Think small, stay bright: Small Business Saturday, Parade of Lights aim to draw shoppers to downtown Craig
Big things are going down this weekend in downtown Craig.
Craig’s kickoff to Christmas gets going Saturday with the daylight hours devoted to the Small Business Saturday shopping effort, followed by a bright beginning to the holidays with the Parade of Lights after sundown.
Locally owned businesses are aiming for customers to think small and support their community in a big way as part of Small Business Saturday, as Downtown Business Association prepares for foot traffic along Yampa Avenue.
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Small Business Saturday is celebrating its 10th year in existence. American Express first began pushing the local shopping initiative in 2010 to complement Christmas shopping’s Black Friday, which is dominated by big-name retailers.
The credit provider estimates that, based on consumer surveys for Small Business Saturday, $103 billion has been spent in the past decade as part of the effort, with about 67 cents per dollar spent benefitting communities on a local level.
“We all have favorite small businesses we can’t imagine living without. However, fewer small businesses are opening and staying open. To be successful requires an abundance of grit, passion and determination,” states AmEx’s Small Business Saturday website.
Keep it local
For Craig, Downtown Business Association has been a regular promoter of the program’s message of keeping money local.
DBA will feature a free progressive breakfast for shoppers starting at 9 a.m. Saturday, with multiple businesses providing tasty morning foods as people peruse their inventory.
Among the shops that will be stops along the breakfast path are Downtown Books, Community Budget Center, The Find, Moffat Mercantile, KS Kreations, Kitchen a La More, Kester Jewelry, Sun Drop Custom Framing, Bargain Barn, and Articulture.
The former PackCenter Shipping will also be open under new ownership as Northwest Pack & Ship as well as The Flower Mine and Black Mountain Trading Post.
“Each place will have something new and wonderful,” said Karen Brown, with DBA and Community Budget Center.
The Budget Center will feature servings of yogurt, she added.
“Something that’s portable and easy that you don’t have to keep warm,” she laughed. “There’s a lot of new businesses, a lot of fun.”
Moffat Mercantile owner Tammy Villard said she will offer bacon on a stick at her store.
Villard will also be among business owners that will provide Christmas cards dedicated to soldiers overseas, allowing customers to put together their own message of thanks to the military, which will be sent off in time for the troops to read them during the yuletide.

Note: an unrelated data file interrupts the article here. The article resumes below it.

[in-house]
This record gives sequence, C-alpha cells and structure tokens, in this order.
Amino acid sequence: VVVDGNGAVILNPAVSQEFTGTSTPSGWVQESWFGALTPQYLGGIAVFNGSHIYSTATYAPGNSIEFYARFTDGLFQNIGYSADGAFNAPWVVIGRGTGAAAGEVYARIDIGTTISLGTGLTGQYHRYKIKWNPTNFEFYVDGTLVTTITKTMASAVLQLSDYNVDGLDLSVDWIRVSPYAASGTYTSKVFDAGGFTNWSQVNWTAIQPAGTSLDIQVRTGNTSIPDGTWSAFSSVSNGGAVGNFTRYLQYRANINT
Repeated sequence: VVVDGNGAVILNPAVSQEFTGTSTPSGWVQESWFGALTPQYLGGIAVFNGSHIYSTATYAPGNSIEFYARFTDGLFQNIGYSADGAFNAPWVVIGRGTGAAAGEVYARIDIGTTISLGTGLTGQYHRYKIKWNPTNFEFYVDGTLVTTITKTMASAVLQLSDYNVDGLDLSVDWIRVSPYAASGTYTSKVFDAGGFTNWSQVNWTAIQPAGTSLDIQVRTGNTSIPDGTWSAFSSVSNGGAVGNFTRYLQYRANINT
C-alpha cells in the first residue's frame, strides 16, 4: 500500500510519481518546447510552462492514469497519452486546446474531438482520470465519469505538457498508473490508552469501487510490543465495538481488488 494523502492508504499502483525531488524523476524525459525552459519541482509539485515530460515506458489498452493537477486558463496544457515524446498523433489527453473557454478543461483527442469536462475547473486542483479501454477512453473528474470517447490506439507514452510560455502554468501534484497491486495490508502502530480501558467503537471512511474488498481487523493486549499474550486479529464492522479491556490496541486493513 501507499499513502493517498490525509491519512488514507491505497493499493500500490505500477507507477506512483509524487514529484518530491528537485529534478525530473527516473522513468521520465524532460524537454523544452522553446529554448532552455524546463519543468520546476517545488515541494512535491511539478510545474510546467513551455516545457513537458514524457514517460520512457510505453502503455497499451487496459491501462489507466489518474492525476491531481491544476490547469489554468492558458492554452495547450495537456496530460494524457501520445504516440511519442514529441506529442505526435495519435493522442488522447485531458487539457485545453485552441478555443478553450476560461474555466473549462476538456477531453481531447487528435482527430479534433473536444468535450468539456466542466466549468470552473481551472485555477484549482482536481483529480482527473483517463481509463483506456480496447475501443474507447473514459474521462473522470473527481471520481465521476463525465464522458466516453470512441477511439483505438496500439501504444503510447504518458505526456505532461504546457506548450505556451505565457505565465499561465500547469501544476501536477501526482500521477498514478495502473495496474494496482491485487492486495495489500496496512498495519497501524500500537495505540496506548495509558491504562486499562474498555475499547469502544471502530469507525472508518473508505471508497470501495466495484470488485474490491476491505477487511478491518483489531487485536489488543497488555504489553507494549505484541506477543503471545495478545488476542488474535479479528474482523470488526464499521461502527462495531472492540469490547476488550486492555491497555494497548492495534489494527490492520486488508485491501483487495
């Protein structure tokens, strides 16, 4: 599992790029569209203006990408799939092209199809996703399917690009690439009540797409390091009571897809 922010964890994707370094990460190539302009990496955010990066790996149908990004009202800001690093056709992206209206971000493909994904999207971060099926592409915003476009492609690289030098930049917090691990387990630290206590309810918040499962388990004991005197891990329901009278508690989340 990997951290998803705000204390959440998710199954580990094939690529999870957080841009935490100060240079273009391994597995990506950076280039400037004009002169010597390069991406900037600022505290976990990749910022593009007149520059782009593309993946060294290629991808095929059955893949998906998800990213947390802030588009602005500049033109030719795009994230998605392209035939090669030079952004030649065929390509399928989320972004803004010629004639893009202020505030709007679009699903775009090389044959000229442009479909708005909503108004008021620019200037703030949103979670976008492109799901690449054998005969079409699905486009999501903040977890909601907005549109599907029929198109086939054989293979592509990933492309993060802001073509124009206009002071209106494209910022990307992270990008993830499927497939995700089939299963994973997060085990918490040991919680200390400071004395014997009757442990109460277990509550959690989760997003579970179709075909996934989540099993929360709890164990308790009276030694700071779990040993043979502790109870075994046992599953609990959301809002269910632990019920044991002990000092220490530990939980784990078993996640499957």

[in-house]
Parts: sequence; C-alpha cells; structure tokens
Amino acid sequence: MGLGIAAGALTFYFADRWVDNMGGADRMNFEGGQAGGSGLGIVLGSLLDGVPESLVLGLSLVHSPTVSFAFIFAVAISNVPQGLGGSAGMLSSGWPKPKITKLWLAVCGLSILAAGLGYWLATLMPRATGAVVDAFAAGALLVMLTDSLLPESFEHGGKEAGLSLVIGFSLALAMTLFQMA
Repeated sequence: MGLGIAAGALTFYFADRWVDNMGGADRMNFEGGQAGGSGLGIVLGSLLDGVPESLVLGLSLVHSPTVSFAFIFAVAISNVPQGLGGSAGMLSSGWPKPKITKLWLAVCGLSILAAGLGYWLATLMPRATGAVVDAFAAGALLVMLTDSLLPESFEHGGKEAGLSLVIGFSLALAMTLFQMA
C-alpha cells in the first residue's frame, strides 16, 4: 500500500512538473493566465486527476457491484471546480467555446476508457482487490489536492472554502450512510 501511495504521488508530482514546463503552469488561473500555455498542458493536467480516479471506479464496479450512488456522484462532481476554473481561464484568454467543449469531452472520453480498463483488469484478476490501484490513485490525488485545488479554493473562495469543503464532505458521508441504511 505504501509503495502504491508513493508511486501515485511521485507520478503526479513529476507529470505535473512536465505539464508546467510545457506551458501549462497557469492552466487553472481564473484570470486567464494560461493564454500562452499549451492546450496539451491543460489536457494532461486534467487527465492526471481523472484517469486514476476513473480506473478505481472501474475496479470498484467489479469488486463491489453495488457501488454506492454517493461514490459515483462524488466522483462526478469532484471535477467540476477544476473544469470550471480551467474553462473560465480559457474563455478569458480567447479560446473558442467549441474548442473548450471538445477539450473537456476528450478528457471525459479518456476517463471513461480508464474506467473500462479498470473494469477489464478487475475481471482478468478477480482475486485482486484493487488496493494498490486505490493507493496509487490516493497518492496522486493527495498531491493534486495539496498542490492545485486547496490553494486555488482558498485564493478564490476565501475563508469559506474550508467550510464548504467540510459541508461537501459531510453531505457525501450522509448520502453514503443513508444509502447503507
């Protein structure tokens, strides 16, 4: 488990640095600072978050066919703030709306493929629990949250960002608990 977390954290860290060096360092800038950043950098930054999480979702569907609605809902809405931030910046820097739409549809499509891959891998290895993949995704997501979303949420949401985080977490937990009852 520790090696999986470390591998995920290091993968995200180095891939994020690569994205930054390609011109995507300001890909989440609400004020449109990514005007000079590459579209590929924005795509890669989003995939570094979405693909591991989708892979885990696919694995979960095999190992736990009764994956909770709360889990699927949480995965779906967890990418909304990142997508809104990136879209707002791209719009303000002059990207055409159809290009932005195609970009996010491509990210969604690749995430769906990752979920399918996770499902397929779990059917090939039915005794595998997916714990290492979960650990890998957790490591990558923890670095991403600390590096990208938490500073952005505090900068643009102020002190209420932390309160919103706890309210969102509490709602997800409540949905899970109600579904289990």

With a variety of products on the sales floor at Moffat Mercantile — ranging from personal care goods to apparel to decorative pieces — Villard said her main draw will be offering shoppers a gift with purchases $75 or more.
After opening in late September, Villard said she’s come to embrace the idea of shopping locally all the more.
“I appreciate being able to get a good deal on Black Friday, but I like that there’s something for the small people too,” she said. “It supports your community, keeps businesses going and thriving, and the more people can support the better your local community is, truly. I take the money I make here, I buy groceries, I buy gas, I go to the feed store, I hit local shops, and we try to do the same thing to keep it local.”
Light up the night
Following the shopping spree, the streets will be filled Saturday night with DBA’s Parade of Lights, starting at 6 p.m.
The procession begins in the Craig Middle School parking lot before heading south along Yampa Avenue and onto Victory Way.
A variety of business, organizations, and first responder agencies will be on the move as part of the parade, including Santa and Mrs. Claus.
Besides Yampa Valley Electric Association’s award for the best use of lights, with at least 18 floats among the entries, Brown said organizers will judge the top entries before the event starts.
“The winner will have the trophy right on their float,” she said.
Brown sees the Parade of Lights as going hand in hand with an effort like Small Business Saturday, both of which allow community members to come together and support what makes Craig what it is.
“You can support the big box stores, but there’s a lot more unique things downtown with the local businesses,” she said.
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